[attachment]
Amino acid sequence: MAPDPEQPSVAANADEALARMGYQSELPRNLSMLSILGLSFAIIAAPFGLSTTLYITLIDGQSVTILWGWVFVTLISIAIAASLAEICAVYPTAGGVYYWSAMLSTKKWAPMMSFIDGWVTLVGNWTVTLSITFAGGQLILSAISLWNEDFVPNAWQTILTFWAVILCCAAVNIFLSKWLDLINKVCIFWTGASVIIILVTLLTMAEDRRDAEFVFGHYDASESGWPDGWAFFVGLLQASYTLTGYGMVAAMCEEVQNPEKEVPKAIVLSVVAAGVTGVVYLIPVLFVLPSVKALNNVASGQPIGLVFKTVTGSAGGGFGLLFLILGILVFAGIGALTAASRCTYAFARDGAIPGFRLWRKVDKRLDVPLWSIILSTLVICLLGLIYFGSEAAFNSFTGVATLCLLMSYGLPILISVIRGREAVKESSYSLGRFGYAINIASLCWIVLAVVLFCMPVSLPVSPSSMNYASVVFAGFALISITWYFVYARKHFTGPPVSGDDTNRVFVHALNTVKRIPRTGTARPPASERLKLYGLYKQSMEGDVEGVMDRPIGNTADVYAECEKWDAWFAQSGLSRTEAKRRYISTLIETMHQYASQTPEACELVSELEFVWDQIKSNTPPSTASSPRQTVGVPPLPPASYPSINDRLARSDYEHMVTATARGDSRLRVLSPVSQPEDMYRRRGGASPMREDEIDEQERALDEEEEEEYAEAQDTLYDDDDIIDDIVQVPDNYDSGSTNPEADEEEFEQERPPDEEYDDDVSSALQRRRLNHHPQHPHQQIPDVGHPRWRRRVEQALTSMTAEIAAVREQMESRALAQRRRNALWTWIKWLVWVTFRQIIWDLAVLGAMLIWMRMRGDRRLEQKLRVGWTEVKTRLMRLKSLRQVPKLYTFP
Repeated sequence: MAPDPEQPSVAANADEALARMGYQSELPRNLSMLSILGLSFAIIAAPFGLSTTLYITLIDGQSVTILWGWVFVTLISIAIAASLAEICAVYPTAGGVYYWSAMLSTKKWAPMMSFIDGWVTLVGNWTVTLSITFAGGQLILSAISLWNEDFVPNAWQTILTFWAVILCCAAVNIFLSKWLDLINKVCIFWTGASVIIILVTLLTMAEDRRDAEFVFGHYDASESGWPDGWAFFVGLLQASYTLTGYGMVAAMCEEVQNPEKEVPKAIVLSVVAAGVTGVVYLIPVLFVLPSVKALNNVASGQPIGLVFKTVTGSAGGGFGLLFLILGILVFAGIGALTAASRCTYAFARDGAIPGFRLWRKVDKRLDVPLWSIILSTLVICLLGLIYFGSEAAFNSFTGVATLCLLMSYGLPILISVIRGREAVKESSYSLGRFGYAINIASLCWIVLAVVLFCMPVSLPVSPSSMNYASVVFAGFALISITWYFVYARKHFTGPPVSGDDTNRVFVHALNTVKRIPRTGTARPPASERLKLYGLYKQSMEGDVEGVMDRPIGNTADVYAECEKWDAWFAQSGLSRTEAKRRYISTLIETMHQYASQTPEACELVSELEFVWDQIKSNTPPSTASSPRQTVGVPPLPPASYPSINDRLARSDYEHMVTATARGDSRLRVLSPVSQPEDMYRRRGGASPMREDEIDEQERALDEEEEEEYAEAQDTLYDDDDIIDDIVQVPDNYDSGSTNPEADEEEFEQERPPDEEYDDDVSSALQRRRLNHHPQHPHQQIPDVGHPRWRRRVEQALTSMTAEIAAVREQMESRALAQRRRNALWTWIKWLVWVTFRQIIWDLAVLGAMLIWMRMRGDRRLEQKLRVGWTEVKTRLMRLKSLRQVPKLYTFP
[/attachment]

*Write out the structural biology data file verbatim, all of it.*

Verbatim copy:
Amino acid sequence: MAPDPEQPSVAANADEALARMGYQSELPRNLSMLSILGLSFAIIAAPFGLSTTLYITLIDGQSVTILWGWVFVTLISIAIAASLAEICAVYPTAGGVYYWSAMLSTKKWAPMMSFIDGWVTLVGNWTVTLSITFAGGQLILSAISLWNEDFVPNAWQTILTFWAVILCCAAVNIFLSKWLDLINKVCIFWTGASVIIILVTLLTMAEDRRDAEFVFGHYDASESGWPDGWAFFVGLLQASYTLTGYGMVAAMCEEVQNPEKEVPKAIVLSVVAAGVTGVVYLIPVLFVLPSVKALNNVASGQPIGLVFKTVTGSAGGGFGLLFLILGILVFAGIGALTAASRCTYAFARDGAIPGFRLWRKVDKRLDVPLWSIILSTLVICLLGLIYFGSEAAFNSFTGVATLCLLMSYGLPILISVIRGREAVKESSYSLGRFGYAINIASLCWIVLAVVLFCMPVSLPVSPSSMNYASVVFAGFALISITWYFVYARKHFTGPPVSGDDTNRVFVHALNTVKRIPRTGTARPPASERLKLYGLYKQSMEGDVEGVMDRPIGNTADVYAECEKWDAWFAQSGLSRTEAKRRYISTLIETMHQYASQTPEACELVSELEFVWDQIKSNTPPSTASSPRQTVGVPPLPPASYPSINDRLARSDYEHMVTATARGDSRLRVLSPVSQPEDMYRRRGGASPMREDEIDEQERALDEEEEEEYAEAQDTLYDDDDIIDDIVQVPDNYDSGSTNPEADEEEFEQERPPDEEYDDDVSSALQRRRLNHHPQHPHQQIPDVGHPRWRRRVEQALTSMTAEIAAVREQMESRALAQRRRNALWTWIKWLVWVTFRQIIWDLAVLGAMLIWMRMRGDRRLEQKLRVGWTEVKTRLMRLKSLRQVPKLYTFP
Repeated sequence: MAPDPEQPSVAANADEALARMGYQSELPRNLSMLSILGLSFAIIAAPFGLSTTLYITLIDGQSVTILWGWVFVTLISIAIAASLAEICAVYPTAGGVYYWSAMLSTKKWAPMMSFIDGWVTLVGNWTVTLSITFAGGQLILSAISLWNEDFVPNAWQTILTFWAVILCCAAVNIFLSKWLDLINKVCIFWTGASVIIILVTLLTMAEDRRDAEFVFGHYDASESGWPDGWAFFVGLLQASYTLTGYGMVAAMCEEVQNPEKEVPKAIVLSVVAAGVTGVVYLIPVLFVLPSVKALNNVASGQPIGLVFKTVTGSAGGGFGLLFLILGILVFAGIGALTAASRCTYAFARDGAIPGFRLWRKVDKRLDVPLWSIILSTLVICLLGLIYFGSEAAFNSFTGVATLCLLMSYGLPILISVIRGREAVKESSYSLGRFGYAINIASLCWIVLAVVLFCMPVSLPVSPSSMNYASVVFAGFALISITWYFVYARKHFTGPPVSGDDTNRVFVHALNTVKRIPRTGTARPPASERLKLYGLYKQSMEGDVEGVMDRPIGNTADVYAECEKWDAWFAQSGLSRTEAKRRYISTLIETMHQYASQTPEACELVSELEFVWDQIKSNTPPSTASSPRQTVGVPPLPPASYPSINDRLARSDYEHMVTATARGDSRLRVLSPVSQPEDMYRRRGGASPMREDEIDEQERALDEEEEEEYAEAQDTLYDDDDIIDDIVQVPDNYDSGSTNPEADEEEFEQERPPDEEYDDDVSSALQRRRLNHHPQHPHQQIPDVGHPRWRRRVEQALTSMTAEIAAVREQMESRALAQRRRNALWTWIKWLVWVTFRQIIWDLAVLGAMLIWMRMRGDRRLEQKLRVGWTEVKTRLMRLKSLRQVPKLYTFP